Photographer's Note

Menorca's traditional architecture is strongly Moorish, with white painted houses and intricate irrigation systems and cisterns fed by ingenious channels of roof tiles.

The roofs are often painted white, together with the walls. Green shutters and sash windows are later influences of French and British architecture.

The first inhabitants are thought to have been from the Spanish mainland in the Neolithic era. Their descendants built the megalithic structures which can be found all around the island (Menorca has one of the largest concentrations of such structures in the world) and studies of artefacts from the period suggest a peaceful agrarian culture. Successive waves of invasion followed, as the island became an important trading centre, first used by the Phoenicians as they expanded westward and then falling under the rule of the Carthaginians, Roman and Byzantine empires respectively. In 707 AD the first Arab traders appeared on Menorcan shores, and for the next 300 years the island prospered under Muslim rule.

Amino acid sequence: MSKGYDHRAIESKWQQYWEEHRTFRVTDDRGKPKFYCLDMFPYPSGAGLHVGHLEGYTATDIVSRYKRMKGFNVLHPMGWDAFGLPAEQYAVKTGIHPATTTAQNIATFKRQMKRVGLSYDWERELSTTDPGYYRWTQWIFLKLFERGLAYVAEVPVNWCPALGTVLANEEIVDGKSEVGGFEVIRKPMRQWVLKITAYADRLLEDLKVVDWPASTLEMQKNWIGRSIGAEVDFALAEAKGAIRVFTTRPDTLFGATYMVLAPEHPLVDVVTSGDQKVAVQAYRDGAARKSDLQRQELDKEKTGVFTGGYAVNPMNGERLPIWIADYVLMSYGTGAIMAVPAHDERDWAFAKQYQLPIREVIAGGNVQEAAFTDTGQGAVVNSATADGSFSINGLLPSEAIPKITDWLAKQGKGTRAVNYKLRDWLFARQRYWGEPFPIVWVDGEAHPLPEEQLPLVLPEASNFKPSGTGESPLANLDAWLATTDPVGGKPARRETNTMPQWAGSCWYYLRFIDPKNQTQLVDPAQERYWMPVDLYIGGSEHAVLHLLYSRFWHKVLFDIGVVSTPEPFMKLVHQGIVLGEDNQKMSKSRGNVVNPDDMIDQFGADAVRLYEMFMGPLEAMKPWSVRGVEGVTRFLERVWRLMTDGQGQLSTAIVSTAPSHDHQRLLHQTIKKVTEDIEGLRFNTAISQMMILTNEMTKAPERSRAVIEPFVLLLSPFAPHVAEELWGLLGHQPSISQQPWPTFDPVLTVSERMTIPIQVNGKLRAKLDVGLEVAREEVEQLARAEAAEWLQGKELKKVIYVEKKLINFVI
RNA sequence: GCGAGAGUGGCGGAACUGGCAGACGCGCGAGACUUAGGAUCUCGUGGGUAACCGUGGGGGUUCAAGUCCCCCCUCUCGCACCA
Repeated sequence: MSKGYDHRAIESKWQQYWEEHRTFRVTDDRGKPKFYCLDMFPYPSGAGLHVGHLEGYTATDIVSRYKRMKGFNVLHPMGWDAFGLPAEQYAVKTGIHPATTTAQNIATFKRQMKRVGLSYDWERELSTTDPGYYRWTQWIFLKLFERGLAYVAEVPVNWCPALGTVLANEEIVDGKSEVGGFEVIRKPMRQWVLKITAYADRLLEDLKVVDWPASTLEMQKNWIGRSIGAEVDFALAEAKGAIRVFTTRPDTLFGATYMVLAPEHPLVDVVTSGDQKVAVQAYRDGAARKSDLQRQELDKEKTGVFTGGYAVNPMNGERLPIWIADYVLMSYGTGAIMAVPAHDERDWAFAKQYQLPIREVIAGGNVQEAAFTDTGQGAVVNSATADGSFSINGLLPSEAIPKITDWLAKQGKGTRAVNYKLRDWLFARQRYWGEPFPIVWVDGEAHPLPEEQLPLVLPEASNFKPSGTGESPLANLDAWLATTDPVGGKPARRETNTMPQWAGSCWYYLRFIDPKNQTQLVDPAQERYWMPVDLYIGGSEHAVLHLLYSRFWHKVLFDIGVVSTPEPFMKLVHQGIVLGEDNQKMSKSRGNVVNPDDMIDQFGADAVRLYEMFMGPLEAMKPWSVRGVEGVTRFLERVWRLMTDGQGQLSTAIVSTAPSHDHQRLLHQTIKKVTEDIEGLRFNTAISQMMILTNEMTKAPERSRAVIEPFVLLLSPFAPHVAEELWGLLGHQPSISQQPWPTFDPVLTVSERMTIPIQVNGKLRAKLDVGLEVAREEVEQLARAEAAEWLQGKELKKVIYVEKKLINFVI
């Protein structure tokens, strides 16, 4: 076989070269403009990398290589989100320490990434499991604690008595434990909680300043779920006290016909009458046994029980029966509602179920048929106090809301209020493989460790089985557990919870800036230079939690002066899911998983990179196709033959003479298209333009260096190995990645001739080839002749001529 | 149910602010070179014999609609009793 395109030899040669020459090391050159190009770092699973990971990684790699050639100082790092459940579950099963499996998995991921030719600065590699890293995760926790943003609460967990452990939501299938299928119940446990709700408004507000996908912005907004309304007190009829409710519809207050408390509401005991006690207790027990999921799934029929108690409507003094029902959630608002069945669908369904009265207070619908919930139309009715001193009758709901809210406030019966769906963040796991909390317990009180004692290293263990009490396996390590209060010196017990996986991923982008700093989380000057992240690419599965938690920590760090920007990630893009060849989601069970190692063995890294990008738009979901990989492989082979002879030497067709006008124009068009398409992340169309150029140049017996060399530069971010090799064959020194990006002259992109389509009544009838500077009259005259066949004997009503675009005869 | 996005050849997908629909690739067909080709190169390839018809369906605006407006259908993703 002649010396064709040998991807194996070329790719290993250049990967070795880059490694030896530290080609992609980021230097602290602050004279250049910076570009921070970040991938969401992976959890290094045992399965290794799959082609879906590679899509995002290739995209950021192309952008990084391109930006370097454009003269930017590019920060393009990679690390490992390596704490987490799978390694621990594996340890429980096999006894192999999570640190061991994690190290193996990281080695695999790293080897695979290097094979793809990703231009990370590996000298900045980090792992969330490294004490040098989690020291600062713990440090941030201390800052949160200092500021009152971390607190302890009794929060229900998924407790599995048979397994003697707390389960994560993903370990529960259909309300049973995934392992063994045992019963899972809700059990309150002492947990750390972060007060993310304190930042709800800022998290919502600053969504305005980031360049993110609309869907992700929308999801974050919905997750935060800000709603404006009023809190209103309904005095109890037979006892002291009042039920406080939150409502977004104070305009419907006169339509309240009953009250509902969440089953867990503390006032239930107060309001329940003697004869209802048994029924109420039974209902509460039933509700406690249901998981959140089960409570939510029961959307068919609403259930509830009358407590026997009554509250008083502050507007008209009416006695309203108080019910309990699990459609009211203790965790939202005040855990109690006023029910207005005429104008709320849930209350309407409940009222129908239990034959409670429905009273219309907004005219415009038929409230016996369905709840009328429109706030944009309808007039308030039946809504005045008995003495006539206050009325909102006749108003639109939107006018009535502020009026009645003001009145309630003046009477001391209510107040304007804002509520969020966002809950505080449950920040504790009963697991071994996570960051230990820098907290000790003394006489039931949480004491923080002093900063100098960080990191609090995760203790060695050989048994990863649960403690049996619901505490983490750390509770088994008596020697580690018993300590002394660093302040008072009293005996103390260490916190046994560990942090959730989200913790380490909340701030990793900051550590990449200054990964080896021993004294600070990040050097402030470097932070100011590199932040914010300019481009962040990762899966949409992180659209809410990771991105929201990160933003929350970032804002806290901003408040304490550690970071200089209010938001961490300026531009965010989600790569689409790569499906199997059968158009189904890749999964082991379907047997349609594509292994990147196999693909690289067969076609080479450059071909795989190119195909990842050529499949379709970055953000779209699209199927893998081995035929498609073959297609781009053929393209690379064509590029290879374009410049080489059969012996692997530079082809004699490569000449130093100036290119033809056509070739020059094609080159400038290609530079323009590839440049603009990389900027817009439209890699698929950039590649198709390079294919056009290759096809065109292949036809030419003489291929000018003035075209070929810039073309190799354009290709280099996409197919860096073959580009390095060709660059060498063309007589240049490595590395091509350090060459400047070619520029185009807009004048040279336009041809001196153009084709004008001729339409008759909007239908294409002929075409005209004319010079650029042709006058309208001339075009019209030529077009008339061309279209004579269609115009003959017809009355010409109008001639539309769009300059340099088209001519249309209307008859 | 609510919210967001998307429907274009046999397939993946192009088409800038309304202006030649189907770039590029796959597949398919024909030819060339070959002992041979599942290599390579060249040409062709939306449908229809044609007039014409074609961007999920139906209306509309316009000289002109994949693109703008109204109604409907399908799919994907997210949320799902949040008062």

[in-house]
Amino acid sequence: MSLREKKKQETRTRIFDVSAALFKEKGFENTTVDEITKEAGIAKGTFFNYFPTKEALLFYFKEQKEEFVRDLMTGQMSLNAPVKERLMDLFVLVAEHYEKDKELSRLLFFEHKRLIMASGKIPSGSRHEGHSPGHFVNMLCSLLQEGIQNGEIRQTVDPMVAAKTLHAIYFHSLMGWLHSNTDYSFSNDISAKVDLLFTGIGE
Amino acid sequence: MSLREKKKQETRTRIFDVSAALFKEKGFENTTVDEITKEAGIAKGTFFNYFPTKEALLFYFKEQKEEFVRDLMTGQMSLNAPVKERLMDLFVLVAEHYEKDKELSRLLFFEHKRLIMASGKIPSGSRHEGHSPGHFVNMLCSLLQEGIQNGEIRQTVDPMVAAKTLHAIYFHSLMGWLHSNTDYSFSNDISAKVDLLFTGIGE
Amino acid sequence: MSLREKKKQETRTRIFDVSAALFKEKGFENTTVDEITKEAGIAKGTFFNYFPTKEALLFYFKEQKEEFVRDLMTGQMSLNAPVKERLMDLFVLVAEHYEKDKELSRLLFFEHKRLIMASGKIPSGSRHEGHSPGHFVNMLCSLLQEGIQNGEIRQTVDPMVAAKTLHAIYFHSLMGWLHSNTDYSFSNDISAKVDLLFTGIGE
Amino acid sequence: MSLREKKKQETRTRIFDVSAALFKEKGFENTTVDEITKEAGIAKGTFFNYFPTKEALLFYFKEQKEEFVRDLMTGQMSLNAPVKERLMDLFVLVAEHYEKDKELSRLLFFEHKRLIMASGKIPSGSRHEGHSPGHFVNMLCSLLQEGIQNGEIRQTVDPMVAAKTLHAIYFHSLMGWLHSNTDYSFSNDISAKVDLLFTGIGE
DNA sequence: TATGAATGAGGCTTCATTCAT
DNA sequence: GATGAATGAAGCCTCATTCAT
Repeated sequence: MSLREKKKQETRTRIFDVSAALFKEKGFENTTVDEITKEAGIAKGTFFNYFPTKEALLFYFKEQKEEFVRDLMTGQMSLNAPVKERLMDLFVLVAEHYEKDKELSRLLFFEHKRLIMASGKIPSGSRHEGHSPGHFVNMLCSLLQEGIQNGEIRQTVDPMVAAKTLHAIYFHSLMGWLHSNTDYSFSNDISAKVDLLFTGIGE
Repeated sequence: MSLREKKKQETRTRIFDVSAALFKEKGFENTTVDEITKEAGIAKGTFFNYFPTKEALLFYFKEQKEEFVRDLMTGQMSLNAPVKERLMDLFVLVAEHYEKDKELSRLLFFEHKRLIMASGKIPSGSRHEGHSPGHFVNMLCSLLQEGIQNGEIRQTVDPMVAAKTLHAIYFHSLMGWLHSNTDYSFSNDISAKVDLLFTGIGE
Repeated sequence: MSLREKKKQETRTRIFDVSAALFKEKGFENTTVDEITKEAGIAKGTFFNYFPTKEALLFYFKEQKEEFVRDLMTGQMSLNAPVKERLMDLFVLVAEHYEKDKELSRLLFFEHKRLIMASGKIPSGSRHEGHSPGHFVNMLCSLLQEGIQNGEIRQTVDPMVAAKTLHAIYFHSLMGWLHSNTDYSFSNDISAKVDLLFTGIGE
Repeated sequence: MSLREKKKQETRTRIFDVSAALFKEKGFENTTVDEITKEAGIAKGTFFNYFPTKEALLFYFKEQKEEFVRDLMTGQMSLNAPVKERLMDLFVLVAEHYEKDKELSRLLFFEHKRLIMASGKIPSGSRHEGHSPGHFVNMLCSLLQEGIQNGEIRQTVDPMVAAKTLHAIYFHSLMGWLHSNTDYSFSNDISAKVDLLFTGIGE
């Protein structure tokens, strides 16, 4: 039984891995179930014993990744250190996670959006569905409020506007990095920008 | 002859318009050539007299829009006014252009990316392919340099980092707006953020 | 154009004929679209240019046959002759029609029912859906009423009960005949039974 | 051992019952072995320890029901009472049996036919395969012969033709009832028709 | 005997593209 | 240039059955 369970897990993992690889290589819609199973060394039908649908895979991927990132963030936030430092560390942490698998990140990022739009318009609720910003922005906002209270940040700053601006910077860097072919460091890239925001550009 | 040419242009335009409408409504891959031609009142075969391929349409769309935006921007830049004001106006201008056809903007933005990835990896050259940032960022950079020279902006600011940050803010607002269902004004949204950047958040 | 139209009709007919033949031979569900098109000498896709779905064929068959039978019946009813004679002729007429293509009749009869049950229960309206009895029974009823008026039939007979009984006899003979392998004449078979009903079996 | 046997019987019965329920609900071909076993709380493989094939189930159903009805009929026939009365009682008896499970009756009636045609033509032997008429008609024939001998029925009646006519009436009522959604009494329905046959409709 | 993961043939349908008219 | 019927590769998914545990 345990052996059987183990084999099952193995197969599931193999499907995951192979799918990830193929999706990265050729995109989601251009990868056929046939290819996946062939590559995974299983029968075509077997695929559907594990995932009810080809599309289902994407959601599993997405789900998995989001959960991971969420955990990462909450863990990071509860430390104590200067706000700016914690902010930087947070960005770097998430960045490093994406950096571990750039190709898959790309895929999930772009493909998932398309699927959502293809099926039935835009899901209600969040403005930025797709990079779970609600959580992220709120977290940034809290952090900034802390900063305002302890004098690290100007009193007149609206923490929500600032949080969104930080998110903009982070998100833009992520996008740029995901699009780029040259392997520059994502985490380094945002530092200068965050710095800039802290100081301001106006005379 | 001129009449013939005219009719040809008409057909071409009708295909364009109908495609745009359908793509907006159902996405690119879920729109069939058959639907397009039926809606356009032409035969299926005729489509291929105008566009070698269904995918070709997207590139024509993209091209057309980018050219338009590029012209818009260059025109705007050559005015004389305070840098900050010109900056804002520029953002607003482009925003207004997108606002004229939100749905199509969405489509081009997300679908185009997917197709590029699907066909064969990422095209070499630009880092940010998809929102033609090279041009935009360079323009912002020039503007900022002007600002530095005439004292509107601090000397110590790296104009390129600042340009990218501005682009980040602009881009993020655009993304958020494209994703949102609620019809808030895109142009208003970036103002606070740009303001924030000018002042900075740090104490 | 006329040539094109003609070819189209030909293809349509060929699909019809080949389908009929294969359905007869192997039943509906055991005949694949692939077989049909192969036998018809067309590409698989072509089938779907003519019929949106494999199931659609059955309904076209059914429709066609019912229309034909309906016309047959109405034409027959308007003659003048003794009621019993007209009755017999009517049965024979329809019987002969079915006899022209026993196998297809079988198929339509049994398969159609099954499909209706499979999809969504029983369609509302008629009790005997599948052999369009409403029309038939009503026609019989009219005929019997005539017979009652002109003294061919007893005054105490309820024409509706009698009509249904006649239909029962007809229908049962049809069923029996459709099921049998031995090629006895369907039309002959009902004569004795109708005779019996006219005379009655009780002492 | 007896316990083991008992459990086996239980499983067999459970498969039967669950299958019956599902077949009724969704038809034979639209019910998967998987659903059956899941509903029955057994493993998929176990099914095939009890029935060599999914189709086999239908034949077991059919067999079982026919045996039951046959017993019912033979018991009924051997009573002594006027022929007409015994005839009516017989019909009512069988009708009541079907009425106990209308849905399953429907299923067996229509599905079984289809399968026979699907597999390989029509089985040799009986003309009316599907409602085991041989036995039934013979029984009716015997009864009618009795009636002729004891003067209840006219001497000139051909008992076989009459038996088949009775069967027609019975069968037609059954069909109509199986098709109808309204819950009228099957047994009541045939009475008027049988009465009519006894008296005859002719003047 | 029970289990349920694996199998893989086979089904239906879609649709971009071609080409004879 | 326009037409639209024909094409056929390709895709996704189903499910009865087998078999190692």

In the early part of the 12th century the island was occupied by Norman forces and from then until the end of the Middle Ages, with the population considerably reduced by the plague, invasions by the Catalans and Turks, Menorca experienced a considerable decline, so much so that at one time its inhabitants were seriously considering abandoning the island for ever.
In the early 18th century the British occupied the island, and from then on its fortunes turned. Occupied in turn over the next hundred years by the French and finally the Spanish, living conditions slowly improved, the population grew, and Menorca evolved into the rich and complex society it is today.

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Additional Photos by Alex Fan Moniz (LondonBoy) Gold Star Critiquer/Gold Note Writer [C: 83 W: 0 N: 363] (1882)
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